08 May 2014
Basically it is the presence of a small number of cells in one person that actually originated in a genetically different individual. Apparently, during pregnancy some cells travel from the mother to the baby, and also some cells move from the baby to the mother. What is surprising is that a small number of the mother’s cells persist in her children on into adult life, and a small number of cells from prior pregnancies are found in mothers many years later.
Although I don't even begin to understand it, this discovery has important ramifications in the study of autoimmune diseases, degenerative diseases, and cancer -- and I'm very glad for that. However, I find it interesting for other reasons.
This has to have an effect on our understanding of the bond between mother and child, and indeed, on our understanding of the Incarnation itself. Every mother understands the words of St. Simeon to the Blessed Virgin, when he told her, "a sword will pierce through your own soul also."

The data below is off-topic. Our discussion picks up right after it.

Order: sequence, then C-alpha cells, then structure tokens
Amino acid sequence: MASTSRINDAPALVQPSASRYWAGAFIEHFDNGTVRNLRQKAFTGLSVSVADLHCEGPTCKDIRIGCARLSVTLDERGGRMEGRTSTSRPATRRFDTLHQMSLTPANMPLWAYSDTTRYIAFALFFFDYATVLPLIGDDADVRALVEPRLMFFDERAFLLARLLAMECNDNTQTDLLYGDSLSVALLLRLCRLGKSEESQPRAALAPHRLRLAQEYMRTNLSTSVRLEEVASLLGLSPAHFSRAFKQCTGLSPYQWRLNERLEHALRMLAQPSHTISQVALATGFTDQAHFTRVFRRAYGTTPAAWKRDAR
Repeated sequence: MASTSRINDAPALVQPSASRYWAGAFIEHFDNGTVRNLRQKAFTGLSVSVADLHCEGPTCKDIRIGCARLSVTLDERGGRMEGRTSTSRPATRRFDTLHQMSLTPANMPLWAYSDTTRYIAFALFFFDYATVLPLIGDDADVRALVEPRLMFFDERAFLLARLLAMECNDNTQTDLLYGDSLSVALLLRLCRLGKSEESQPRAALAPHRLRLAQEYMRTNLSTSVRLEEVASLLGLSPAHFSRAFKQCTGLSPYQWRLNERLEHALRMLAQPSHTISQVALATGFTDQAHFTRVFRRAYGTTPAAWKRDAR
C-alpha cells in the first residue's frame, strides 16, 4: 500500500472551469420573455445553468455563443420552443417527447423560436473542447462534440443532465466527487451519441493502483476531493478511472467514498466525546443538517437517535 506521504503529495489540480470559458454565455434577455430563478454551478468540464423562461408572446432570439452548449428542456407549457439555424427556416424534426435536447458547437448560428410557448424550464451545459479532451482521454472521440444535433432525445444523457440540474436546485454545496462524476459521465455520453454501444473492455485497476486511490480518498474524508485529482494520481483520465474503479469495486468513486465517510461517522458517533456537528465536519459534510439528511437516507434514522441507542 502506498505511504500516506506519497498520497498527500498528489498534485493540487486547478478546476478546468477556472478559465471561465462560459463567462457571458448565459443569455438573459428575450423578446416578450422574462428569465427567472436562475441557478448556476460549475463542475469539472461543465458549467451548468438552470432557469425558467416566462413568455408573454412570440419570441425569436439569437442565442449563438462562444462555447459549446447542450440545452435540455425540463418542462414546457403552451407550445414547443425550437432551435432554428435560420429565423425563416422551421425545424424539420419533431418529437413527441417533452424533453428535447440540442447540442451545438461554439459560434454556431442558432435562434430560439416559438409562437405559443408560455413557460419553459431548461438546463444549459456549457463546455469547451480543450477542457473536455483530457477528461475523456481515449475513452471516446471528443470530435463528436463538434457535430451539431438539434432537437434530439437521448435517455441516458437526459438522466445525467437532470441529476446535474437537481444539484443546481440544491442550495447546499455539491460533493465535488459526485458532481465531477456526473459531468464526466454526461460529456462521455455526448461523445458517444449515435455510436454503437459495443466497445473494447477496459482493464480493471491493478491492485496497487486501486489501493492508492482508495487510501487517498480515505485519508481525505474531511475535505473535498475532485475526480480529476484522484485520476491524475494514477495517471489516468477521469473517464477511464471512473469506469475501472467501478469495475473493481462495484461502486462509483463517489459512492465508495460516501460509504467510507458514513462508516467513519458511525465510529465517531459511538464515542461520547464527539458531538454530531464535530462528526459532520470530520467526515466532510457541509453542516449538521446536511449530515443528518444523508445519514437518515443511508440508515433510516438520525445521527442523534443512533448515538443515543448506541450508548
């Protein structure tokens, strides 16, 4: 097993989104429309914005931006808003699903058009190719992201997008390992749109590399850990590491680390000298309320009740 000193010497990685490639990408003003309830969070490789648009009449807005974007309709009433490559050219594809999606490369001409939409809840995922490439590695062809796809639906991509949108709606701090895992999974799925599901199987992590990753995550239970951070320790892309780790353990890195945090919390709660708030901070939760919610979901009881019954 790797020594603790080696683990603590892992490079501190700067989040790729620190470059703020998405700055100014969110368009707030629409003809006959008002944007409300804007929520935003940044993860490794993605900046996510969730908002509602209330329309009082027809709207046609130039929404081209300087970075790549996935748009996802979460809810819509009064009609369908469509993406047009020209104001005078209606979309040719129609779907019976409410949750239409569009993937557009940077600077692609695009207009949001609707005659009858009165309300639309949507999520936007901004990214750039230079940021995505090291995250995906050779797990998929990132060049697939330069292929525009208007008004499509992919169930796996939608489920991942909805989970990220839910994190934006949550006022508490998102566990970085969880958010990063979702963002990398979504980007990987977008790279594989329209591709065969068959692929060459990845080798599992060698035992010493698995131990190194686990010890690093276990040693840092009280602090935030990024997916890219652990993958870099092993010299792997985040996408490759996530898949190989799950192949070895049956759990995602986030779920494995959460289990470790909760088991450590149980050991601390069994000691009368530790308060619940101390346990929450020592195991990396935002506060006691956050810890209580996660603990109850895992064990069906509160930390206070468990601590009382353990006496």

Microchimerism means that cells from every child conceived by a woman -- whether that child was given birth, whether that child was miscarried, whether that child was still-born, even if that child was aborted -- she continues to have in her own body a certain number of cells from every pregnancy.
We know from our understanding of the Incarnation that the physical and the spiritual are bound up together. I believe the discovery of microchimerism in human beings might help to explain why a mother can never forget her child, even if that child was aborted. She continues to carry something of her child within her. No matter how much this twisted world tells her that getting rid of the child was the "right choice," she can never completely "rid" herself of her baby.
I think it would be a comfort to the mother who has lost a child through miscarriage or still-birth, to know that the child's immortal soul is with God and that cells from the child's physical body remain within her. And I think the same thing contributes to the tragedy of abortion, that a mother retains within her some of the cells of the child that had been ripped from her womb.